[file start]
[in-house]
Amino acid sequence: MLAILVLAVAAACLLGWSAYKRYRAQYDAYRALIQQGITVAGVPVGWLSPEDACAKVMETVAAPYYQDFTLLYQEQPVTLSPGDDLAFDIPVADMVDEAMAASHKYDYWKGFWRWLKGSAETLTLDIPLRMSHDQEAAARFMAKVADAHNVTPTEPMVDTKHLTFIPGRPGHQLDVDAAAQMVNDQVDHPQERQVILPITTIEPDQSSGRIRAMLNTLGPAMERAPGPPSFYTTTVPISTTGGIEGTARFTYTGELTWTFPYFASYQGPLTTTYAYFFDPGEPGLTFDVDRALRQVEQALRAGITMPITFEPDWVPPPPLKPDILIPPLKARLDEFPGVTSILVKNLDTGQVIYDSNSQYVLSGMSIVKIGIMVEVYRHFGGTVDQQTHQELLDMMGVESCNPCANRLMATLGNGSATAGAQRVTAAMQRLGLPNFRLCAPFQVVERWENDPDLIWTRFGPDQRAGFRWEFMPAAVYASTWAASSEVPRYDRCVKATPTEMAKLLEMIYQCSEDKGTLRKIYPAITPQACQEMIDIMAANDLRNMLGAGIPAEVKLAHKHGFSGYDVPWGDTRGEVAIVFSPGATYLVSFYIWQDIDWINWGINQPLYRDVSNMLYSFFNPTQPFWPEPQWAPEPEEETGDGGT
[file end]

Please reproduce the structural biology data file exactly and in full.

[in-house]
Amino acid sequence: MLAILVLAVAAACLLGWSAYKRYRAQYDAYRALIQQGITVAGVPVGWLSPEDACAKVMETVAAPYYQDFTLLYQEQPVTLSPGDDLAFDIPVADMVDEAMAASHKYDYWKGFWRWLKGSAETLTLDIPLRMSHDQEAAARFMAKVADAHNVTPTEPMVDTKHLTFIPGRPGHQLDVDAAAQMVNDQVDHPQERQVILPITTIEPDQSSGRIRAMLNTLGPAMERAPGPPSFYTTTVPISTTGGIEGTARFTYTGELTWTFPYFASYQGPLTTTYAYFFDPGEPGLTFDVDRALRQVEQALRAGITMPITFEPDWVPPPPLKPDILIPPLKARLDEFPGVTSILVKNLDTGQVIYDSNSQYVLSGMSIVKIGIMVEVYRHFGGTVDQQTHQELLDMMGVESCNPCANRLMATLGNGSATAGAQRVTAAMQRLGLPNFRLCAPFQVVERWENDPDLIWTRFGPDQRAGFRWEFMPAAVYASTWAASSEVPRYDRCVKATPTEMAKLLEMIYQCSEDKGTLRKIYPAITPQACQEMIDIMAANDLRNMLGAGIPAEVKLAHKHGFSGYDVPWGDTRGEVAIVFSPGATYLVSFYIWQDIDWINWGINQPLYRDVSNMLYSFFNPTQPFWPEPQWAPEPEEETGDGGT